25 October 2013

The milkmaid: in a dignified way

In the middle 17th century Dutch literature and paintings, maids were often depicted as subjects of male desire—dangerous women threatening the honor and security of the home, the center of Dutch life—although some Johannes Vermeer contemporaries, such as Pieter de Hooch, had started to represent them in a more neutral way, as did Michael Sweerts.

Pieter de Hooch: Woman and Maid in a Courtyard (c. 1660)

Michael Sweerts: A Young Maid Servant (c. 1660)

Other painters, such as Gerrit Dou, depicted attractive maids with symbolic objects, such as jugs.

Gerrit Dou: Maid at the Window (c. 1660)

Johannes Vermeer's painting The Milkmaid is one of the rare examples of a maid treated in an empathetic and dignified way, although amorous symbols in this work still exemplify the tradition: one of the Delft tiles depicts Cupid, the foot warmer, the coals enclosed inside the foot warmer, the wide-mouthed jug (often used as a symbol of the female anatomy)...

Since you're still reading this blog post, you might be interested in Decoding Eroticism in Dutch Golden Age Painting.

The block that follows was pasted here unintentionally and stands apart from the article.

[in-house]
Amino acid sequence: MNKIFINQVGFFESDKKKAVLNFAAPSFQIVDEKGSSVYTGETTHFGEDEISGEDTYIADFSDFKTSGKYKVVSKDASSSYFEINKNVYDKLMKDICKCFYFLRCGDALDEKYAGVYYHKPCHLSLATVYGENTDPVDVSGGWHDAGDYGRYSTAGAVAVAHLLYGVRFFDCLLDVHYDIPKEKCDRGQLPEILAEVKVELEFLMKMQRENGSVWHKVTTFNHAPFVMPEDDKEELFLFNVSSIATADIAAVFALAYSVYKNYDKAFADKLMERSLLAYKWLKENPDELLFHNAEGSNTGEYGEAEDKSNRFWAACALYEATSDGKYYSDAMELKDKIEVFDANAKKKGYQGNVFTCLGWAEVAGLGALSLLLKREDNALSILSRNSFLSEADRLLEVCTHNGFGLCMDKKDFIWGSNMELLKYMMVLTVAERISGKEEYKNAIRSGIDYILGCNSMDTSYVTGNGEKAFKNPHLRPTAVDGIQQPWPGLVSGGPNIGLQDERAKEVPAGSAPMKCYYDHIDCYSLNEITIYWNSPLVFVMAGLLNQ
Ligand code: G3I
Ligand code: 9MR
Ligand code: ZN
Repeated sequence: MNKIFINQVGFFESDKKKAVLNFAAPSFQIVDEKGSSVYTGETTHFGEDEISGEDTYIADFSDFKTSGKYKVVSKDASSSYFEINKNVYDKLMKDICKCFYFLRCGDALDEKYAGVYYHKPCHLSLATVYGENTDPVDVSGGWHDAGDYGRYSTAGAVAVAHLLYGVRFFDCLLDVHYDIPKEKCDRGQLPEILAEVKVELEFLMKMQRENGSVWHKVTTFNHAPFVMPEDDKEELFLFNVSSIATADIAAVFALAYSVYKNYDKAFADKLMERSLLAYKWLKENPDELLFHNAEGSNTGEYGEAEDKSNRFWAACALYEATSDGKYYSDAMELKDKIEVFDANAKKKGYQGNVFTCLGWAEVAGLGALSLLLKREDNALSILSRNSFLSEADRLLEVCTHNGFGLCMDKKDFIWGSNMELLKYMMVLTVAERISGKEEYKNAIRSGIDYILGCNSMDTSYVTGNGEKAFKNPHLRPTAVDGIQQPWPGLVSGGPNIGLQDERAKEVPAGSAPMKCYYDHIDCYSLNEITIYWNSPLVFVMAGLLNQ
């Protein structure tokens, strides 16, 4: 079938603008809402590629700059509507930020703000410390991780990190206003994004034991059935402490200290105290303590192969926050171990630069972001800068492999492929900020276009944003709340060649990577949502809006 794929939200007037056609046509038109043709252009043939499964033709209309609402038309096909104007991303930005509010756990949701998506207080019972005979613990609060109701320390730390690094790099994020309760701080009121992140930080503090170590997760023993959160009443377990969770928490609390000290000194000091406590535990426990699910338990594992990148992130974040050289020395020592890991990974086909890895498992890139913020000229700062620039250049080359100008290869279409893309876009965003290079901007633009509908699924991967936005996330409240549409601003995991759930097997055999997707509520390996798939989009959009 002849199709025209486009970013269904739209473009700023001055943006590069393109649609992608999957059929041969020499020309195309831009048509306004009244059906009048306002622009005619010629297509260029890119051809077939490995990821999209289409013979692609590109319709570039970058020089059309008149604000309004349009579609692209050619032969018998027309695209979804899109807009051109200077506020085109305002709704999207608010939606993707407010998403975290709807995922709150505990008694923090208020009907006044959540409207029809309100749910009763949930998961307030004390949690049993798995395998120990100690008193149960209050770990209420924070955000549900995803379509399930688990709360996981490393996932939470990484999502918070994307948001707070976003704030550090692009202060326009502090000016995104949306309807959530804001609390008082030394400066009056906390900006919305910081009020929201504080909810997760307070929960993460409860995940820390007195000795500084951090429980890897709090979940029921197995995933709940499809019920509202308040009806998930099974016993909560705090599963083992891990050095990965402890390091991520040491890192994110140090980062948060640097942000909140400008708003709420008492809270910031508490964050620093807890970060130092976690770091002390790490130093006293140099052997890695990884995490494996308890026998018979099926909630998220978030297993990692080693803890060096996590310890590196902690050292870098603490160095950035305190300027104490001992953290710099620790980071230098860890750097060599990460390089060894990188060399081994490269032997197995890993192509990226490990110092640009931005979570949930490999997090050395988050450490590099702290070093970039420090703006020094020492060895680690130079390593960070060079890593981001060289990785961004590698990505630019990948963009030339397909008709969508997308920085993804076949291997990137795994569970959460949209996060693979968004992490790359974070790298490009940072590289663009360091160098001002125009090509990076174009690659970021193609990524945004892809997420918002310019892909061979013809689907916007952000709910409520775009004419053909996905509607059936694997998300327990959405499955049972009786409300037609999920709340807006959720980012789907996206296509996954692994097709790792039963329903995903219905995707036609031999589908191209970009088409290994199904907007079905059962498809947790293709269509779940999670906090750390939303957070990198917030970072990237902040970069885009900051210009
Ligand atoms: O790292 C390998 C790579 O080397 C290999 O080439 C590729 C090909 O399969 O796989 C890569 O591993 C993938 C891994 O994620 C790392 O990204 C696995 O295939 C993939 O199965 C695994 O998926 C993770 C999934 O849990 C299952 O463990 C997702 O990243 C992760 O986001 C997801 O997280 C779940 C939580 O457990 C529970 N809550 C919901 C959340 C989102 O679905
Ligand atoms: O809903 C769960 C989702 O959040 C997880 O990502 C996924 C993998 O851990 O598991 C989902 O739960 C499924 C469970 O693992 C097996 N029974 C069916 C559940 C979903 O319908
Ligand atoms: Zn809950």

Johannes Vermeer: The Milkmaid (c. 1658)

The magnificent oil painting shows a low-ranking indoor servant in a plain room, pouring milk into a squat earthenware container, now commonly known as Dutch oven, on a table. Also on the table are various types of bread.

She is a young sturdily built woman wearing a crisp linen cap, a blue apron and work sleeves pushed up from thick forearms. 

There is a foot warmer is on the floor behind her, near Delft wall tiles. Intense light streams from the window on the left side of the canvas.

The humble woman is attentive pouring the trickle of milk because the bread pudding she's making can be ruined when the ingredients are not accurately measured or properly combined. By depicting the working maid in the act of careful cooking, the artist presents not just a picture of an everyday scene, but one with ethical and social value.

« In the end, it is not the allusions to female sexuality that give this painting its romance or emotional resonance — it is the depiction of honest, hard work as something romantic in and of itself. The Milkmaid elevates the drudgery of housework and servitude to virtuous, even heroic, levels.» –Raquel Laneri